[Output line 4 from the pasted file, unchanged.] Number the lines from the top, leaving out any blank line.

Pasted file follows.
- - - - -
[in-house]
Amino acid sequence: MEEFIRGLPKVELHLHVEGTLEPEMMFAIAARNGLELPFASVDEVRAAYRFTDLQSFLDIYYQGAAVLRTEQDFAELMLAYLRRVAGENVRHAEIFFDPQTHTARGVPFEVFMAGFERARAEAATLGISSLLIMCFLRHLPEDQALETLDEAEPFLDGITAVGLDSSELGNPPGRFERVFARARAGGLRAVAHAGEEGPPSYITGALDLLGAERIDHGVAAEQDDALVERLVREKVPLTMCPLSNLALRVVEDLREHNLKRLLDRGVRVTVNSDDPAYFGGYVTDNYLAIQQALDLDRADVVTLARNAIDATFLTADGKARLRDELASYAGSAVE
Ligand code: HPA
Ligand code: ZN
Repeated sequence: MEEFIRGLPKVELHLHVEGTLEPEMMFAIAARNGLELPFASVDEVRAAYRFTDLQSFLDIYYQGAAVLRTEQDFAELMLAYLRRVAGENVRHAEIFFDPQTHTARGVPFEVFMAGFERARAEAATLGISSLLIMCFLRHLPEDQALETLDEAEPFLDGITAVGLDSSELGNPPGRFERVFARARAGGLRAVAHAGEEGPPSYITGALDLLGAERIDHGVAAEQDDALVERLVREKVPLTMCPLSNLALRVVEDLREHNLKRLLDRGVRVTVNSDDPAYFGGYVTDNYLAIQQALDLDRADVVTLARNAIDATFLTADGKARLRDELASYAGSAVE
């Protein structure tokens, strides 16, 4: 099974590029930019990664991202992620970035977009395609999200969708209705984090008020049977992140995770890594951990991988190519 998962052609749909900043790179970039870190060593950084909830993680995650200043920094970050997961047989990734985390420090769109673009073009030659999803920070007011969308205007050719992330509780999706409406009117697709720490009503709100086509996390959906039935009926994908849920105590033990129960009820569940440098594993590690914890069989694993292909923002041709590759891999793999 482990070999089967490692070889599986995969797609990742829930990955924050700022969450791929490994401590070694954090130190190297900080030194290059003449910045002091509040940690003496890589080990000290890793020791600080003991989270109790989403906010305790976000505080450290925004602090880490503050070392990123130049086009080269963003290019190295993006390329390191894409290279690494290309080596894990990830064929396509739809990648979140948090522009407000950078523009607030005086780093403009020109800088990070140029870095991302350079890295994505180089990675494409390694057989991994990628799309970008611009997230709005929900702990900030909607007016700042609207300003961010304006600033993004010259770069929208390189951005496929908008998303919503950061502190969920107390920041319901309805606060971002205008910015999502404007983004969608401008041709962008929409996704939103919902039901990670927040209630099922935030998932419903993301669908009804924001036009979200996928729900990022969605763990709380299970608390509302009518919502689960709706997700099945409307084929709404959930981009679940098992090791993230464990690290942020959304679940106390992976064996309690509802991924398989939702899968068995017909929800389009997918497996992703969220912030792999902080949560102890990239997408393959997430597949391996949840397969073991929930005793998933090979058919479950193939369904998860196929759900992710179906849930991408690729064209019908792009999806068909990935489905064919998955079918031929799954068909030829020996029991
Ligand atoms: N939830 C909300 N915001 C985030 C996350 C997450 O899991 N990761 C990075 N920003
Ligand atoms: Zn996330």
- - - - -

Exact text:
Ligand code: ZN